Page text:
How Theresa May lost her majority and how Scots have kept the Tories in government

By Stephen Fisher.

At the time of writing it looks like the Conservatives will win 319 seats, short of the 326 seats they needed to win an overall majority. (The following numbers are provisional.)

Most likely they will come to some agreement with the Democratic Unionist Party in order to remain in government.

Given that Sinn Fein won 7 seats that they will not take, there are effectively 643 MPs returning to the House of Commons.  The Conservatives 319 + 10 DUP seats constitutes an effective majority of 15.

This is intriguingly similar to the actual majority of 12 that David Cameron won in 2015.

By comparison with a tally of 331 seats in 2015, the Conservatives lost 27 seats to Labour and 5 to the Liberal Democrats.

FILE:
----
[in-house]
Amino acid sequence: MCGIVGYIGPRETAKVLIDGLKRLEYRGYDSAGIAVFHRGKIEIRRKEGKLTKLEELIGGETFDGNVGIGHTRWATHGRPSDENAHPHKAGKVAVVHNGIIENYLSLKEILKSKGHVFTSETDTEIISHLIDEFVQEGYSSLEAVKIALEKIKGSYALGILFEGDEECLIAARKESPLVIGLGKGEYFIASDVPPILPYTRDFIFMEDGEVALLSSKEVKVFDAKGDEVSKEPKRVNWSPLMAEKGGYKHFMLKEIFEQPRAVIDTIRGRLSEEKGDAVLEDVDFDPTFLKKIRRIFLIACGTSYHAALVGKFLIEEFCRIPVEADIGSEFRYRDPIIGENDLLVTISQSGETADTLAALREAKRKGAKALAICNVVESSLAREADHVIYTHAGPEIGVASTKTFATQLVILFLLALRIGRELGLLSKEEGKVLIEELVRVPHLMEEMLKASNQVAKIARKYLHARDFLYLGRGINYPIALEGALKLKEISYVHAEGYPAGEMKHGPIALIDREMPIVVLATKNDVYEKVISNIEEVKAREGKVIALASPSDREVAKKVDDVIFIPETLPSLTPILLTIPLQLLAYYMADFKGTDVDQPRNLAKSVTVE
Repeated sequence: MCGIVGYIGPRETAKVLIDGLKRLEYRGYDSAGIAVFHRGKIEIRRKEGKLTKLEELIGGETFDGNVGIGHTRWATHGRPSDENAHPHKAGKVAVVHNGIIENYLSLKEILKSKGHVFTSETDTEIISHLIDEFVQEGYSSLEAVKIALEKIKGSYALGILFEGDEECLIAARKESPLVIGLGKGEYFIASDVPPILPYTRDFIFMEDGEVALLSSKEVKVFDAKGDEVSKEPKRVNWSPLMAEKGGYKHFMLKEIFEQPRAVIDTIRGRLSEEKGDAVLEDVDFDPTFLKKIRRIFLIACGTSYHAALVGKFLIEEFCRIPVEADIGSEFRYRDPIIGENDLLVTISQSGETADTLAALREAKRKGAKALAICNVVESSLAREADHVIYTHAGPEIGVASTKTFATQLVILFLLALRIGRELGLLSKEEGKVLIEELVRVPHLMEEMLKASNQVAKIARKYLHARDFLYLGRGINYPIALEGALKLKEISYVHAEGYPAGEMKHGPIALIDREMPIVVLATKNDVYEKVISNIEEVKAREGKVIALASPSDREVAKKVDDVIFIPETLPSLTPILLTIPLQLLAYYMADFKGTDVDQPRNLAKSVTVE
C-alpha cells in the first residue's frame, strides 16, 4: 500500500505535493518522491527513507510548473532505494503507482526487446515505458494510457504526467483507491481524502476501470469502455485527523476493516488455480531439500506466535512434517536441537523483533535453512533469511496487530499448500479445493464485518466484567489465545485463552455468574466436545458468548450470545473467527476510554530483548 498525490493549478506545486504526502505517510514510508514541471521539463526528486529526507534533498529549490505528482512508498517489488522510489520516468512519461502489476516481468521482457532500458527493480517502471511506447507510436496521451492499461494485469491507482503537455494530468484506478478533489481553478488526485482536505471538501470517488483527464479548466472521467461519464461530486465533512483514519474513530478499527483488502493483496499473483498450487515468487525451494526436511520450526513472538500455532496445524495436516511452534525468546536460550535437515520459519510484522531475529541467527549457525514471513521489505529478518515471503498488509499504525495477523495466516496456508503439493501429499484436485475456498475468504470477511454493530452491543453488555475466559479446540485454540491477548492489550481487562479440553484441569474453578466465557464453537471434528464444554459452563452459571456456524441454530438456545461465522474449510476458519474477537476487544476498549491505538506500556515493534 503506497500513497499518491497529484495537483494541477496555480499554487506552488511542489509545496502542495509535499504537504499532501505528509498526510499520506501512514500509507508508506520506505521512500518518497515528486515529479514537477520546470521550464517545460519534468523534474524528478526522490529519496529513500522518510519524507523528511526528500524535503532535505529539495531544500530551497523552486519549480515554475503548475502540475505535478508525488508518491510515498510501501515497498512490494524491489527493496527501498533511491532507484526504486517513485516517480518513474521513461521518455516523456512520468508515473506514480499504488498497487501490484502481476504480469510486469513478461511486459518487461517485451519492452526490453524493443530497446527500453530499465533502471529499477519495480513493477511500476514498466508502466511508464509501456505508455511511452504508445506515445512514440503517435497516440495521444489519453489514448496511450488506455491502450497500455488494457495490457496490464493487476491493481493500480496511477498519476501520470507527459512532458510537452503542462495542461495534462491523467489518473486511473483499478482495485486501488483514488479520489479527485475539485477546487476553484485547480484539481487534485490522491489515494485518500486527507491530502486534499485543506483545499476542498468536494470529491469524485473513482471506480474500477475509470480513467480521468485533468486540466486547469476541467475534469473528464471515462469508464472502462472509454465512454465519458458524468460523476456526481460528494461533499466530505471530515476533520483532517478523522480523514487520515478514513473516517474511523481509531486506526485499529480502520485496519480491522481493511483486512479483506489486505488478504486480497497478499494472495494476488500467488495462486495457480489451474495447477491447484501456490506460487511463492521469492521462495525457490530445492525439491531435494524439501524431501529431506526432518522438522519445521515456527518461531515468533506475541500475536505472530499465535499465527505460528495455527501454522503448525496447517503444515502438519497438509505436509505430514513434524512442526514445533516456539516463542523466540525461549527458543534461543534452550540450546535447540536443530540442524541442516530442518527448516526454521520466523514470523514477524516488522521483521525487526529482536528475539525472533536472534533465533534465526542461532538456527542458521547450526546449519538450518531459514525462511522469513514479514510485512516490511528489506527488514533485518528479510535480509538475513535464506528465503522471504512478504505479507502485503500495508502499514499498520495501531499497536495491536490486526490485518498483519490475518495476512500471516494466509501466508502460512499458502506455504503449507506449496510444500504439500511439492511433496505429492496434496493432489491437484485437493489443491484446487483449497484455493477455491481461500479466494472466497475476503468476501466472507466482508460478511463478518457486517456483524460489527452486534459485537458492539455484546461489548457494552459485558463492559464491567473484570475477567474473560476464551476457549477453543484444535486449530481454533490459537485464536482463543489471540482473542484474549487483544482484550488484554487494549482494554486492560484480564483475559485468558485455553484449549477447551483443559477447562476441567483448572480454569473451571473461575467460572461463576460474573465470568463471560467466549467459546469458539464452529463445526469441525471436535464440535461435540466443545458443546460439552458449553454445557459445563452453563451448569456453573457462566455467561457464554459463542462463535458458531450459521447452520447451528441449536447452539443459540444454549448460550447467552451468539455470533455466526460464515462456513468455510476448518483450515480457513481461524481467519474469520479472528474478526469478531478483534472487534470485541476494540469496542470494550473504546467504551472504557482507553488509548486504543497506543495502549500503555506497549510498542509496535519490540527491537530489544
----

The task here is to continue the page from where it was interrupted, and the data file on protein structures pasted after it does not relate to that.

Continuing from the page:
29 of those 32 Conservative losses were in England.

They were partly compensated for by gains of 6 seats from Labour, 1 from the Liberal Democrats, 1 from UKIP in England.  As a result the Tories suffered a net loss of 21 seats in England.

They lost a further 3 seats in Wales, making a net loss of 24 seats in England and Wales.

Were that the end of the story then the Conservatives would have ended up with just 310 seats. That would not have been enough to remain in government.

Only thanks to 12 gains from Scottish National Party are the Tories able to remain in government.

The Conservatives in England and Wales owe their continuing position in government to the popularity and success of Ruth Davidson and the Scottish Conservatives.

Numbers will be updated when all results are in.

 

 

 

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